Coma Cluster (Berenice's Hair) -- Open Cluster in Coma Berenices
When under a clear sky, away from city lights, without optical aid, the Open Cluster, Melotte
111, hangs like a translucent cobweb tangle, ten-times the size of the full moon, between
the bright stars Denebola (Beta Leonis) and Cor Caroli (Alpha Canum Venaticorum).
Living as I do under light-polluted suburban skies, I forget how impressive this wonderful
cloud-of-star-light is when seen under a clear night sky. And this is the way to view it, no
binoculars, no telescopes, just your eyes. It is one of the true marvels of the night sky. The
entire constellation of Coma Berenices carries the name of this star cluster. But it is the
cluster proper that has sparked poets, story tellers and amateur astronomers who gaze at
Queen Berenice II, was the wife and sister, to King Ptolemy III, of Egypt. She was famous not
only for her beauty but also for her very long amber-colored hair. When King Ptolemy III was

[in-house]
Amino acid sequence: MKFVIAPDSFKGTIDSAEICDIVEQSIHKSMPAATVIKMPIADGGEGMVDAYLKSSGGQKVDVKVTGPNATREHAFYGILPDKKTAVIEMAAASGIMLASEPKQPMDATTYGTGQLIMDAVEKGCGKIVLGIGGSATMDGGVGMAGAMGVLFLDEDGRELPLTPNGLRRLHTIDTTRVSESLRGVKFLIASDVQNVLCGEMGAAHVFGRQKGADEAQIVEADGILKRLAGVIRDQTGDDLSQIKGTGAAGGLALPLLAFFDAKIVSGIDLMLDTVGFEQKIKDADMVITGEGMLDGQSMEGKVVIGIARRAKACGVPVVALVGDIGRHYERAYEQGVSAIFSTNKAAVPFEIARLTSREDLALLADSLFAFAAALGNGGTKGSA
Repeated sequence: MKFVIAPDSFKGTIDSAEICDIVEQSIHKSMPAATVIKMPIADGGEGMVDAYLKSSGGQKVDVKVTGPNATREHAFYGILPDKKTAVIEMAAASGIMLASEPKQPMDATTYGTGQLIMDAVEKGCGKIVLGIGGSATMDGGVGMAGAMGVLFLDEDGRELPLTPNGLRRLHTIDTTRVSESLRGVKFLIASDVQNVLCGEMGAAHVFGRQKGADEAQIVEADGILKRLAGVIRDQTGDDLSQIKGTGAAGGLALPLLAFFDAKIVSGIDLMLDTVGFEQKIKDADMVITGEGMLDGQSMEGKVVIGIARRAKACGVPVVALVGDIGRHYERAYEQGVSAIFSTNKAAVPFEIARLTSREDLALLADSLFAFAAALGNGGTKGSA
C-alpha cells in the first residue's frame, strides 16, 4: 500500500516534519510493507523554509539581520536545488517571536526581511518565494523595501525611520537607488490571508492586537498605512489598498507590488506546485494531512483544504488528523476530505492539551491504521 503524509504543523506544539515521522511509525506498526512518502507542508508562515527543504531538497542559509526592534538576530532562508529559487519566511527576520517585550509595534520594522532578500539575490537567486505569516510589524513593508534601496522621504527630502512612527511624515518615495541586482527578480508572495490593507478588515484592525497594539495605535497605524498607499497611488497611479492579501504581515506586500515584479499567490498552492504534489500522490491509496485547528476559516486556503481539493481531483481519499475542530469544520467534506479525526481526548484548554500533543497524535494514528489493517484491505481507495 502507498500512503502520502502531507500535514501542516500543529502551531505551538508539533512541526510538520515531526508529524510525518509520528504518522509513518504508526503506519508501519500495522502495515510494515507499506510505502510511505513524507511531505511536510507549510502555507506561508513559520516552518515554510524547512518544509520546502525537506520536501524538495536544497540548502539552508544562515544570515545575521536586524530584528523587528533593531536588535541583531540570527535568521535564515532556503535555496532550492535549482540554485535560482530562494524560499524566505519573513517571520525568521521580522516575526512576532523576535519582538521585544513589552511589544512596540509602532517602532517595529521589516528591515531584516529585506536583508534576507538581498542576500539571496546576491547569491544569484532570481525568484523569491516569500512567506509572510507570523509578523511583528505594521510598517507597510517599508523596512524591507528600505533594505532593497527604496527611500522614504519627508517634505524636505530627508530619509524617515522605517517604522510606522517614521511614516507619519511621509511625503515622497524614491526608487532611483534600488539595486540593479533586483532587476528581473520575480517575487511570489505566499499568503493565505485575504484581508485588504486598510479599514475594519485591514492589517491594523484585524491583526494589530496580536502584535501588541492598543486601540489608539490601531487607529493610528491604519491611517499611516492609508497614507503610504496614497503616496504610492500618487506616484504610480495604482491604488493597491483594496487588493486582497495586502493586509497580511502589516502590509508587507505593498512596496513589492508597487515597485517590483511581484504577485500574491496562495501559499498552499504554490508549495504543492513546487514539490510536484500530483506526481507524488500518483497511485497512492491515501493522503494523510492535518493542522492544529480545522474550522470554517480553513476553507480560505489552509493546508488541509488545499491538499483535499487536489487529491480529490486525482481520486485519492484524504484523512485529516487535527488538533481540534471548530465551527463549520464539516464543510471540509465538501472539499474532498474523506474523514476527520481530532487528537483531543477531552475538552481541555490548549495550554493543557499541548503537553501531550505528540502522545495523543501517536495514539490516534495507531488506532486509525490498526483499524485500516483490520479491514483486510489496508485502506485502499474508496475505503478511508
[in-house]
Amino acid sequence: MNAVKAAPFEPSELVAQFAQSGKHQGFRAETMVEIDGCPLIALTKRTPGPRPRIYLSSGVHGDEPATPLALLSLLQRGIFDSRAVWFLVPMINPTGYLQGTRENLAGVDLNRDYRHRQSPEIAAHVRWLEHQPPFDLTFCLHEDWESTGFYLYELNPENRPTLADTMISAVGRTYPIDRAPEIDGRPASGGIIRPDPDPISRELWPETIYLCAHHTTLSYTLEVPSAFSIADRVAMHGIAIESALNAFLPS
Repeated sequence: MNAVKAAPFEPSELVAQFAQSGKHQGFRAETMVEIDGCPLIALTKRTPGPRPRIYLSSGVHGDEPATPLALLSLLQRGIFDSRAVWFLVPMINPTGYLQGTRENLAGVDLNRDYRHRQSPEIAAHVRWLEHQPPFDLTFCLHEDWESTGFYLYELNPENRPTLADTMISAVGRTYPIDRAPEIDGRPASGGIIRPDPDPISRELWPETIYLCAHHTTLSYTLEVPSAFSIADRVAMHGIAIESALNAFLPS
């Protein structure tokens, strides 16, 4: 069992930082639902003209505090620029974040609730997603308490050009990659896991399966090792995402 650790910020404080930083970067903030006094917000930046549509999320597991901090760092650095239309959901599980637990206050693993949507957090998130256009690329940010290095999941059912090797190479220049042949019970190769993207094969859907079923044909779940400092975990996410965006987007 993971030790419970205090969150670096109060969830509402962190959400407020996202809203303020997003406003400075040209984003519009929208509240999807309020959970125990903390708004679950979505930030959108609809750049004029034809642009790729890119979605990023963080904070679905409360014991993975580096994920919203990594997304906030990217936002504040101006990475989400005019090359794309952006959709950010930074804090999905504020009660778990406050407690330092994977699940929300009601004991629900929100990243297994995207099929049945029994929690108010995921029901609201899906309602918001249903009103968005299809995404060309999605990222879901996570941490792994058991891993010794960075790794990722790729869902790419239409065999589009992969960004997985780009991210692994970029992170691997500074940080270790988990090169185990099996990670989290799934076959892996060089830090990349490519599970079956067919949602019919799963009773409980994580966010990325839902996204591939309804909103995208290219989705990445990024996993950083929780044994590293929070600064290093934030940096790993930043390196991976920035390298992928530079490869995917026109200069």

off to war, Berenice was afraid that he would not return. After consulting the oracle for the
goddess Aphrodite, she promised that she would sacrifice her hair for the promise that the
King would return home safely. He did, and she gave her long locks to the goddess. The
King was not pleased – there was nothing more beautiful in his eyes than Berenice’s hair.
When he went to the oracle, the priest showed the King that his wife’s hair was now suspended
in the heavens for all to see and enjoy.
The 5th and 6th magnitude stars that make-up Berenice’s hair can only be seen with
binoculars/telescope from my backyard. For this drawing I used a my rich-field 85mm
refractor that gave me a 4.7-degree field of view at a magnification of 17x. Even so, I
needed more that one drawing to capture the full extent of the open cluster. I used a
higher-power eyepiece to observe several of the double stars and the three brighter
galaxies (NGC 4559, NGC 4565, NGC 4494) that fell within or near the cluster. This
drawing is a composite of all the drawings I did at the telescope, using both eyepieces.